independent

Saturday 19 April 2014

Honour in defeat as Reds miss big scalp

IT'S a rare thing for Louth supporters to leave a clash with Dublin feeling the boys in blue were there for the taking, but that was most certainly the case at the Gaelic Grounds on Saturday as Thomas McNamee's brave minors came up agonisingly short.

When you force the Leinster and All-Ireland champions to extra-time you deserve the plaudits that rightly flow your way, but it was still hard to shake the feeling that the Reds missed a glorious opportunity to take a huge scalp.

It all brought back painful memories of Dowdallshill in 2009 when Kieran Maguire's U-21s succumbed to the Dubs after extra-time, the only other occasion in recent memory when a Louth side has come anywhere near a championship win over the Sky Blues.

Con O'Callaghan eventually saved the visitor's blushes with a last-gasp point in normal-time, before popping up with two more in the 20 minutes added on, but if either team looked like they were going to win it in regulation play it was Louth.

Dublin will obviously point to 17 wides in mitigation and claim they simply had a bad day at the office, but on this occasion the stats do lie.

Against a gale force wind in the first period Louth were the better team, marrying a dogged tenacity with a composure that belied both their tender years and the challenge that lay ahead.

More often than not Dublin were harried and harrassed into bad decisions, particularly in front of goal, so their first-half tally of nine wides wasn't a true reflection on proceedings.

Louth, on the other hand, attacked with poise and purpose and chose their shots wisely, and by the 11th minute were full value for a 0-3 to 0-1 lead.

The scores did dry up for McNamee's men as the half wore on and the conditions inevitably took their toll, and they needed a superb fingertip save from Niall McArdle to keep the Dubs at bay. Still, no-one could begrudge them parity at the break, 0-3 apiece.

In hindsight it was a failure to kick on straight after the restart that proved the home side's undoing in the end, but Dublin's all-important goal in the 36th minute was as cruel as it was fortunate.

With two frees to his name already, Michael Deegan - son of the senior selector and former Dublin star Mick - launched a speculative effort at the target from way out on the right that somehow swirled wickedly into the far corner of Niall mcArdle's net, giving his side a vital four-point cushion.

While it was a cruel blow, it was by no means fatal and if anything Louth looked more comfortable chasing the game.

The outstanding Wayne Campbell quickly whittled the deficit back to two points with a brace of frees, but the Reds were probably wondering if it was going to be their day when lively substitute Josh Arrowsmith rattled the side-netting at one end, before Jack Hazely fisted over at the other.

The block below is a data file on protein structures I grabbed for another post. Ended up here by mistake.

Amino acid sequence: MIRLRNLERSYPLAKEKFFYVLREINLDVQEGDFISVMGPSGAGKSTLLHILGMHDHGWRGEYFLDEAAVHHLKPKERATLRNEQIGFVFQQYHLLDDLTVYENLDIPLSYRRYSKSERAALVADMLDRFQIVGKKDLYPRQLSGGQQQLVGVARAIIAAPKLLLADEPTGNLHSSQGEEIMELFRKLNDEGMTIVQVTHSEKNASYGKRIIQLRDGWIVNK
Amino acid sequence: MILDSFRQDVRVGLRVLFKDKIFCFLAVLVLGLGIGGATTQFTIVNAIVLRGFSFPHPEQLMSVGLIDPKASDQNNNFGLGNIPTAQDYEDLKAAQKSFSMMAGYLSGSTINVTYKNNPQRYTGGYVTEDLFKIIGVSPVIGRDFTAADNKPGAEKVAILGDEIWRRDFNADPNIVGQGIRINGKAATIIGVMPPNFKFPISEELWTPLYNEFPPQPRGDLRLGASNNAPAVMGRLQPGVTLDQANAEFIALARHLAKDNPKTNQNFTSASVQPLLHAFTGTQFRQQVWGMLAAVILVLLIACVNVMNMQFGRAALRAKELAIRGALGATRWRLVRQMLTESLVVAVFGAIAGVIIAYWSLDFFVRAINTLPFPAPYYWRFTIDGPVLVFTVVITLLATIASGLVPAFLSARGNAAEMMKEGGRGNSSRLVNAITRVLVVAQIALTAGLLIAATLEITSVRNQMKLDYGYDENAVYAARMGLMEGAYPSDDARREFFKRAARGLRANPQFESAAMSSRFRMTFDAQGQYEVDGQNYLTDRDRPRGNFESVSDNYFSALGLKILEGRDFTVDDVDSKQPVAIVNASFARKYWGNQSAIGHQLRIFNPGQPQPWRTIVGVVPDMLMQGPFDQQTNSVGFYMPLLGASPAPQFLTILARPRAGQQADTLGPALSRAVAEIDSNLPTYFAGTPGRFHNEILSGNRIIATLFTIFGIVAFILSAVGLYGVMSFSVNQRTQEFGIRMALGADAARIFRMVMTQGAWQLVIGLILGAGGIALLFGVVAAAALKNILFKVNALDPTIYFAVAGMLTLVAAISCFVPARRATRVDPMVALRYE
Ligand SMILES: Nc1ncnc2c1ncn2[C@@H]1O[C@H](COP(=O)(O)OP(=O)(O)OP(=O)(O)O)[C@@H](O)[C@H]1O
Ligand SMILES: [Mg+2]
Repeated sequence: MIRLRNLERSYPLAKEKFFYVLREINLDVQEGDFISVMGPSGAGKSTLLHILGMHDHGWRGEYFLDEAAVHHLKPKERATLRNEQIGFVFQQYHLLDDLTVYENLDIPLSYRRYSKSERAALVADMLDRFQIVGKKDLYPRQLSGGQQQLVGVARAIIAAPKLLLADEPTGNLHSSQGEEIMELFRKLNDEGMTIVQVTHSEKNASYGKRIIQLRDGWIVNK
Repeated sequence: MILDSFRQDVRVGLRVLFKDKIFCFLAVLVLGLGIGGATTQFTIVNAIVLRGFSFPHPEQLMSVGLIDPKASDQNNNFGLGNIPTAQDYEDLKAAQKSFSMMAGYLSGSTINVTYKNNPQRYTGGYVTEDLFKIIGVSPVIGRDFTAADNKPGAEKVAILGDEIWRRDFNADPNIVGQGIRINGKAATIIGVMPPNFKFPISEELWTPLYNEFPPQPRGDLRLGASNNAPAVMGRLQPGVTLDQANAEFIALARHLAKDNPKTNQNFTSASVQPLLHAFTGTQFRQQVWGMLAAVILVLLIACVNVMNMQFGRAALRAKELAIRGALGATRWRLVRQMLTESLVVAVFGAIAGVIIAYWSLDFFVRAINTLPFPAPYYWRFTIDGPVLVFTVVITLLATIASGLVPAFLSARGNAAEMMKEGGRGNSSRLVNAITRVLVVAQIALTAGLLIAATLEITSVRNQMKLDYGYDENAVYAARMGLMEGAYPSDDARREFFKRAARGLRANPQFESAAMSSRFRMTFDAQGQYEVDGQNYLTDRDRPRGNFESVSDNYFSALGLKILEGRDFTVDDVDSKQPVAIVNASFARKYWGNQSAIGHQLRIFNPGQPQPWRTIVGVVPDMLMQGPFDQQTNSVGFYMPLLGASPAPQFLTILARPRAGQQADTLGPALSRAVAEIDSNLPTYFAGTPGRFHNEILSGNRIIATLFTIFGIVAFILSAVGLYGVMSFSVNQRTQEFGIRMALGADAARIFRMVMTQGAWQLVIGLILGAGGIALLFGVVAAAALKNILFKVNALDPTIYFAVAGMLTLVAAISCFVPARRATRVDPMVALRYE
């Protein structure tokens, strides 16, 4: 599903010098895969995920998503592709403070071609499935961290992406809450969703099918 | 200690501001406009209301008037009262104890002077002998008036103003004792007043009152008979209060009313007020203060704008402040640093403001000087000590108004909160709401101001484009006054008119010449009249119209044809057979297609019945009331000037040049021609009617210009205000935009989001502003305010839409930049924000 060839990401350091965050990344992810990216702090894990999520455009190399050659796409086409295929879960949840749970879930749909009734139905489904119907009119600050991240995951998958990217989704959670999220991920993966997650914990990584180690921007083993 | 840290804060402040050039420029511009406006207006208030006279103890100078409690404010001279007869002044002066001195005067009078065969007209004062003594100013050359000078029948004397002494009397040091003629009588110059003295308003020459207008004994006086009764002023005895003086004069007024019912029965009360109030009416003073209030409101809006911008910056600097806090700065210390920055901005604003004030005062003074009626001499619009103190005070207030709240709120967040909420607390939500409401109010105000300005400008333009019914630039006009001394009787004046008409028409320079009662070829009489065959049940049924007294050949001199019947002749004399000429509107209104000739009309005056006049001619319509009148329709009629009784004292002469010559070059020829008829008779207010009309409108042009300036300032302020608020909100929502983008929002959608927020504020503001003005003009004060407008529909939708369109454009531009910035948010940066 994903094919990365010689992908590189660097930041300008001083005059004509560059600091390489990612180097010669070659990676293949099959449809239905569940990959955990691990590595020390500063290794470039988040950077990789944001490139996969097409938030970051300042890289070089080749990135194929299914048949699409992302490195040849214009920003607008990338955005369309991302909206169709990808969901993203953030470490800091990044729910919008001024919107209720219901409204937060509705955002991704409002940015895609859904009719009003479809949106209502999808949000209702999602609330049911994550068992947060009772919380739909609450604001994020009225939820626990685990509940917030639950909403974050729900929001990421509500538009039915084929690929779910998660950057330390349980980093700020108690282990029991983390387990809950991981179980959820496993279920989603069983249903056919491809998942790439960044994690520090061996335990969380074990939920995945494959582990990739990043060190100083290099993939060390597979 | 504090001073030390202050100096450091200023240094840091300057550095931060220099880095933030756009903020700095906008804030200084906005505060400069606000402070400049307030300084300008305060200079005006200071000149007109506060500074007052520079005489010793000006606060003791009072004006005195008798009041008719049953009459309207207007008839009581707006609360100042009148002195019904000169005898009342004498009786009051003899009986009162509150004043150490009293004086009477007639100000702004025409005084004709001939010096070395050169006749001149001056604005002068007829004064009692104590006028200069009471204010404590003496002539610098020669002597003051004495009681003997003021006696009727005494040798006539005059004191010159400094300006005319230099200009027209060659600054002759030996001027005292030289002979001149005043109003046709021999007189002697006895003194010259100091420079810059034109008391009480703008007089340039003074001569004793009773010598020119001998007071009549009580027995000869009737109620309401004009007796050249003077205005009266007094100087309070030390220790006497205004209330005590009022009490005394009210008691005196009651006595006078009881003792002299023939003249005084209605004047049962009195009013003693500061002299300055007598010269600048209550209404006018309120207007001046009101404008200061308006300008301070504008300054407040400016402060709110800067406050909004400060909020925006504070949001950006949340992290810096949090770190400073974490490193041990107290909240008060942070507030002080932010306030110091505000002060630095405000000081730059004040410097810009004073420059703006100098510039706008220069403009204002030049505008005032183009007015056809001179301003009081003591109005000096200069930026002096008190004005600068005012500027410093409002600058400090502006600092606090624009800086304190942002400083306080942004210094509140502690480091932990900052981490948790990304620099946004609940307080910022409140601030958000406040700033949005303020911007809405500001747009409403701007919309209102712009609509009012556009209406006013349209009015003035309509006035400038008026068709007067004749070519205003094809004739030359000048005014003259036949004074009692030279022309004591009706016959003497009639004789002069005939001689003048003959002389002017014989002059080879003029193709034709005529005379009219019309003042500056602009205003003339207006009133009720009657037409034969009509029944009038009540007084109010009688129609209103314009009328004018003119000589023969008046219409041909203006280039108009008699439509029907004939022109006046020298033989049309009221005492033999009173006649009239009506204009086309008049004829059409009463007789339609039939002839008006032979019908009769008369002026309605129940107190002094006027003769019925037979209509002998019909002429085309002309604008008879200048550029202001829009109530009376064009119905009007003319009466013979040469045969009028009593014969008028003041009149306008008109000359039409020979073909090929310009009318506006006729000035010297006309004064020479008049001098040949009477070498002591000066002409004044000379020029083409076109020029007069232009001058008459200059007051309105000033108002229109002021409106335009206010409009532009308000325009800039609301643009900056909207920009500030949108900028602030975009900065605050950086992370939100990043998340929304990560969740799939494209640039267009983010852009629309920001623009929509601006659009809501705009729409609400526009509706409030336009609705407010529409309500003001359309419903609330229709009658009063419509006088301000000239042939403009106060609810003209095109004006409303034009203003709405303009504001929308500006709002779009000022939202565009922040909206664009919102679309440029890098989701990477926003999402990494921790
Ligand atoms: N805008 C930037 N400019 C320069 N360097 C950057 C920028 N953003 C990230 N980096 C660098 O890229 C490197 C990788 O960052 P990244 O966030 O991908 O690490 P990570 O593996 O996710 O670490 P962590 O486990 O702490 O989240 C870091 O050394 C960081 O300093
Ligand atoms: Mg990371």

But Louth still didn't panic of throw in the towel and five minutes later they were deservedly back on level terms.

Campbell and Arrowsmith were involved in the build-up with the latter picking out Darragh Lafftery who kept his cool superbly to side-step the advancing Lorcan Molloy and slot home to an empty net - 1-5 apiece and game on!

As in the first-half it was Louth who looked the more composed side in the closing stages and no-one moreso than sub Dean Maguire who plundered a superb point from way out on the left wing to edge his team in front.

Inevitably Dublin pressed in the closing stages, but their chance looked to have passed when the wayward Colm Basquel summed up his overall performance by spurning a 13m free from straight in front of the posts.

However, there was still time for supersub O'Callaghan to pop up with an equaliser and trigger extra-time.

Again Louth faced into the elements in the first 10-minute period and again the sides retired level as O'Callaghan and Maguire traded points, both fine efforts from two of the freshest pairs of legs on the pitch.

But as the first period wore on Louth started to wilt quite noticeably and despite turning around to take advantage of the breeze they were out on their feet after the restart.

O'Callaghan edged Dublin in front in the third minute and as Louth struggled even to get out of their own half, Basquel added the insurance score from a close-range free with 90 seconds left on the clock.

It was tough on Louth, who certainly invested enough into the tie to deserve extra-time, and maybe even to pull off a major shock, but unlike Maguire's U-21s four years they do get a second bit of the cherry.

On the evidence of this outing they can step through the backdoor with plenty of confidence. Having already run Kildare close and drawn with Laois, the young Reds have shown they can mix it with the supposed favourites for provincial glory.

A bye to the second round of the qualifier section is also a bonus, where they will meet the winners of Carlow and Wexford's first round tie away from home on May 1st. The former were well beaten by Wicklow on Saturday, while the latter were edged out by Wicklow.

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